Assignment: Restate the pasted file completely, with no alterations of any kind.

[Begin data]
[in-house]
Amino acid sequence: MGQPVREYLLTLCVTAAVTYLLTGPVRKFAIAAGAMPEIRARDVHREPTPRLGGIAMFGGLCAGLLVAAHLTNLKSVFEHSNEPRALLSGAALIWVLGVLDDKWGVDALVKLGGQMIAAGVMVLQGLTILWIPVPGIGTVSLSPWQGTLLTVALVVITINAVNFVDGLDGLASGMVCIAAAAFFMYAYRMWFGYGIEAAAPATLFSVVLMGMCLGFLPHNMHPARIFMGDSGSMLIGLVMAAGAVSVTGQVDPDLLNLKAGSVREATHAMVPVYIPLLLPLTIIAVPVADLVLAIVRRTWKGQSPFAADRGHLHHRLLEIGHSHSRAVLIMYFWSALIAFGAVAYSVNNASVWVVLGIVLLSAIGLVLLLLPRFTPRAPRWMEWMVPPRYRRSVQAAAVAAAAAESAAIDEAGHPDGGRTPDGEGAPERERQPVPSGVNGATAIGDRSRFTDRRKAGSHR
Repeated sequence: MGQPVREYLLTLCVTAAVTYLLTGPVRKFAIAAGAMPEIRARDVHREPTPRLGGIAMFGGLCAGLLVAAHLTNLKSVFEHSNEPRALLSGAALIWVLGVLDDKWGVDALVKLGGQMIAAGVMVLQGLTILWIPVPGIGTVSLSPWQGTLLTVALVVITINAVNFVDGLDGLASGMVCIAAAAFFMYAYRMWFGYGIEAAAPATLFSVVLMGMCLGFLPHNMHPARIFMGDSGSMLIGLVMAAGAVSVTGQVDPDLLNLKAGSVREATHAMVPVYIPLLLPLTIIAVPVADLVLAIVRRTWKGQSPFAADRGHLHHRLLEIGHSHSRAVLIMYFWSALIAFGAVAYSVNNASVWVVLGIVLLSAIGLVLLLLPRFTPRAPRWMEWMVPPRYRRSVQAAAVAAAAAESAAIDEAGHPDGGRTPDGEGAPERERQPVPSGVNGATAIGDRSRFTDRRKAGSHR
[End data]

[in-house]
Amino acid sequence: MGQPVREYLLTLCVTAAVTYLLTGPVRKFAIAAGAMPEIRARDVHREPTPRLGGIAMFGGLCAGLLVAAHLTNLKSVFEHSNEPRALLSGAALIWVLGVLDDKWGVDALVKLGGQMIAAGVMVLQGLTILWIPVPGIGTVSLSPWQGTLLTVALVVITINAVNFVDGLDGLASGMVCIAAAAFFMYAYRMWFGYGIEAAAPATLFSVVLMGMCLGFLPHNMHPARIFMGDSGSMLIGLVMAAGAVSVTGQVDPDLLNLKAGSVREATHAMVPVYIPLLLPLTIIAVPVADLVLAIVRRTWKGQSPFAADRGHLHHRLLEIGHSHSRAVLIMYFWSALIAFGAVAYSVNNASVWVVLGIVLLSAIGLVLLLLPRFTPRAPRWMEWMVPPRYRRSVQAAAVAAAAAESAAIDEAGHPDGGRTPDGEGAPERERQPVPSGVNGATAIGDRSRFTDRRKAGSHR
Repeated sequence: MGQPVREYLLTLCVTAAVTYLLTGPVRKFAIAAGAMPEIRARDVHREPTPRLGGIAMFGGLCAGLLVAAHLTNLKSVFEHSNEPRALLSGAALIWVLGVLDDKWGVDALVKLGGQMIAAGVMVLQGLTILWIPVPGIGTVSLSPWQGTLLTVALVVITINAVNFVDGLDGLASGMVCIAAAAFFMYAYRMWFGYGIEAAAPATLFSVVLMGMCLGFLPHNMHPARIFMGDSGSMLIGLVMAAGAVSVTGQVDPDLLNLKAGSVREATHAMVPVYIPLLLPLTIIAVPVADLVLAIVRRTWKGQSPFAADRGHLHHRLLEIGHSHSRAVLIMYFWSALIAFGAVAYSVNNASVWVVLGIVLLSAIGLVLLLLPRFTPRAPRWMEWMVPPRYRRSVQAAAVAAAAAESAAIDEAGHPDGGRTPDGEGAPERERQPVPSGVNGATAIGDRSRFTDRRKAGSHR